Thursday Reviews: In Her Name: Confederation by Michael Hicks

In Her Name: Confederation

Michael R. Hicks

Indie scifi writer Michael R. Hicks takes his creation, Reza Gard, back to humanity, picking up the thread left off in In Her Name: Empire. Gard comes bearing a letter from a long-dead Marine colonel recommending him for the Confederation Marine Corps. This causes a stir among the Confederation’s leadership, as well as a split between the uber-hawks and everyone else. The ultra-conservative faction wants Gard’s brain subjected to a destructive scan that, it is later deduced, would reveal very little about humanity’s sworn enemy, the Kreel. So, in an effort to at least learn how and why the Kreel fight, they make him a Marine. He picks up a series of friends along the way, including a reunion with his childhood friend Nicole Carre. He is befriended by a fighter pilot-turned-Marine commander Jodi Mackenzie and a near-washout in basic with the unlikely name of Eustis Camden. A hardliner in the Confederation Senate has Gard and Camden buried in the Corps’s undesirable “Red Legion.” Gard’s presence turns his batallion into an elite wing of the legion.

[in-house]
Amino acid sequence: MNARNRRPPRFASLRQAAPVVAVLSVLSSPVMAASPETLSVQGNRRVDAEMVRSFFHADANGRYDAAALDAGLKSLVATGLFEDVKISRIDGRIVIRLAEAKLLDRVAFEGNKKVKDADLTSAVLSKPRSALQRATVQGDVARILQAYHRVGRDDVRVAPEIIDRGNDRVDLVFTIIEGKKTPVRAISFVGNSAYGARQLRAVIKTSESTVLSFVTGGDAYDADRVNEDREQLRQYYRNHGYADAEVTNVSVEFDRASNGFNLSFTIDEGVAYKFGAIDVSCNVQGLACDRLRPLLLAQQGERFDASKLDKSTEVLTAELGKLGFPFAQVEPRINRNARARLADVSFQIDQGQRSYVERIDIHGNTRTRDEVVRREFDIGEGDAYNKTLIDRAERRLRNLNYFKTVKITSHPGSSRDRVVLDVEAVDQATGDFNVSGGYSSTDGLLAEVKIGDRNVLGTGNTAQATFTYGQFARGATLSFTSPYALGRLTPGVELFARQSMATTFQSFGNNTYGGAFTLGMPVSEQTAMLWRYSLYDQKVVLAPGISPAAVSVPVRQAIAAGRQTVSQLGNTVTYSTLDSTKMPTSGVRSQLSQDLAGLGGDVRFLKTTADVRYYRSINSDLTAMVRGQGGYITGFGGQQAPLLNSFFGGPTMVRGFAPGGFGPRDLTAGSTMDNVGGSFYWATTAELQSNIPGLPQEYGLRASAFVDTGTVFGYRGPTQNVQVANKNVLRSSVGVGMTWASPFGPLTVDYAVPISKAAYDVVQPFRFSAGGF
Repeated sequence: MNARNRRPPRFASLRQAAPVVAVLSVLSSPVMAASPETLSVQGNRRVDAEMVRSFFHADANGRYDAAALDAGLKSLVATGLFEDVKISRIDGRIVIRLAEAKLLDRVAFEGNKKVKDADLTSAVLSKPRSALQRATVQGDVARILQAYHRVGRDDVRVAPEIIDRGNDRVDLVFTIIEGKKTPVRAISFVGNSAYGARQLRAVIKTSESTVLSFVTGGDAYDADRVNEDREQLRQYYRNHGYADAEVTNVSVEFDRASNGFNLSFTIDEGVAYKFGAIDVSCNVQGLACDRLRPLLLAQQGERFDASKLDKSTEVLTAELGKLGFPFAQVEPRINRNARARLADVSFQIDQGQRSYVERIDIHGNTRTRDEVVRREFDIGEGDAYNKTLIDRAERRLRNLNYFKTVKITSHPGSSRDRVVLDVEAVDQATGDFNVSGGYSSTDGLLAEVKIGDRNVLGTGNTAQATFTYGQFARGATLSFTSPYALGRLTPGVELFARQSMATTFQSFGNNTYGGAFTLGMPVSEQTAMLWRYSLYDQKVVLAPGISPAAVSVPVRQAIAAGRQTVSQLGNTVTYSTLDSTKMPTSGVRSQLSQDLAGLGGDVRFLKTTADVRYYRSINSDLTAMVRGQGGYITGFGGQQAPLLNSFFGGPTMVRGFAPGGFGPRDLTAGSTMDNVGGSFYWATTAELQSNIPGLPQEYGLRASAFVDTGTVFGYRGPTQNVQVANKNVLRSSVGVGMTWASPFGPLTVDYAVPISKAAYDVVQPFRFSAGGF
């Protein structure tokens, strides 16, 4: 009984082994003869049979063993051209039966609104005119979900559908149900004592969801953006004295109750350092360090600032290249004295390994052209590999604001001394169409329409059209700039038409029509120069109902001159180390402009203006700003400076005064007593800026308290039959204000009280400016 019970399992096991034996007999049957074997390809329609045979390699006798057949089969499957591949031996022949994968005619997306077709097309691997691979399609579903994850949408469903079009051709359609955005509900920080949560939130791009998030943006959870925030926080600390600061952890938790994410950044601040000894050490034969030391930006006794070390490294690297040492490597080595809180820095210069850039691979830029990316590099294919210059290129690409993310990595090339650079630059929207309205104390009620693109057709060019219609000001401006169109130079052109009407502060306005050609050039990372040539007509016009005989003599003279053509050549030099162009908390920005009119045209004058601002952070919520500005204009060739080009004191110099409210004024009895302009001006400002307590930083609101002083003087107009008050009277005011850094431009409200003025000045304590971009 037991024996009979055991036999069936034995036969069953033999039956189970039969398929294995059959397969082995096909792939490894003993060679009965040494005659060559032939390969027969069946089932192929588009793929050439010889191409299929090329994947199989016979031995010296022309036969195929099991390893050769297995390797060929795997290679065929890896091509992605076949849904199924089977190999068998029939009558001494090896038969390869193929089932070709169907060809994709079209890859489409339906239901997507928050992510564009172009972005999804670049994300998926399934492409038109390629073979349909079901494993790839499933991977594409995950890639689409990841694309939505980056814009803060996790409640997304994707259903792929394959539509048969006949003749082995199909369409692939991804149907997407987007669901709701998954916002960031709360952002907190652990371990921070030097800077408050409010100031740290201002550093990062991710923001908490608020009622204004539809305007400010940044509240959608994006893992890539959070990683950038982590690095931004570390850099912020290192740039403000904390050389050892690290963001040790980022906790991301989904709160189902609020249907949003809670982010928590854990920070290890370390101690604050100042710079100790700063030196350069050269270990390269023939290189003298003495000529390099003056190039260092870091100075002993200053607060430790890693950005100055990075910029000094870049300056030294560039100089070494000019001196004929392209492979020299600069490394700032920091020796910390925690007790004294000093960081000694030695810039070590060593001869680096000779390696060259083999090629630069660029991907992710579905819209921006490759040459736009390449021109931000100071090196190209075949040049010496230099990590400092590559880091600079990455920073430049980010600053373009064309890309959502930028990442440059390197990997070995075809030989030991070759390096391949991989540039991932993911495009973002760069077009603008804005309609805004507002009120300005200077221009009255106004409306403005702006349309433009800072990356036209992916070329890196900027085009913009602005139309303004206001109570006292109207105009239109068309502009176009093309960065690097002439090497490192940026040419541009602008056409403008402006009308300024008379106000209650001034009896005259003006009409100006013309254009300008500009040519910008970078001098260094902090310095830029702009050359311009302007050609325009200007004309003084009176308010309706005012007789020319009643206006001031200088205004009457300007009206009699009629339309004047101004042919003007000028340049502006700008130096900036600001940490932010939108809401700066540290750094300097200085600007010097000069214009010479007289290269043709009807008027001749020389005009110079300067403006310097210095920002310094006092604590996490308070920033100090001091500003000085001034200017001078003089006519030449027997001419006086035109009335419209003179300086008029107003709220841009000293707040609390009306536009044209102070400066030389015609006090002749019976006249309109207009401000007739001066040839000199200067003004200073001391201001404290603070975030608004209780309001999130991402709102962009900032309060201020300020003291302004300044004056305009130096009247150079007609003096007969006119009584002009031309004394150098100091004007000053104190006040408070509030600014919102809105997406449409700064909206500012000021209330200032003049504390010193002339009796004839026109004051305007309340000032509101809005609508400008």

Which is good. Because Gard and his Marines have to help quell a brewing civil war on a planet critical to the war effort. Things get worse when the conservative faction goes outside the lines and attempts to tip the balance toward the planet’s wealthy at about the time Gard and his closest cohorts stumble onto an ancient Kreel artifact that threatens the planet and the human race with annihilation.

Hicks comes across more confident in this one. Confederation‘s prose is tighter and better paced than Empire. Part of this is Reza Gard being the fish out of water among a group of humans. So instead of trying to convey an alien race and their alien mindset, Hicks is now using Gard to look at humans themselves. The book has a lot in common with John Scalzi’s Old Man’s War series, as well as Starship Troopers, The Forever War, and Ender’s Game. Like Scalzi’s work, however, Hicks’ aliens are refreshingly non-insectoid. (At what point does some SF writer realize that humanity’s salvation is a cosmic-sized can of Raid?)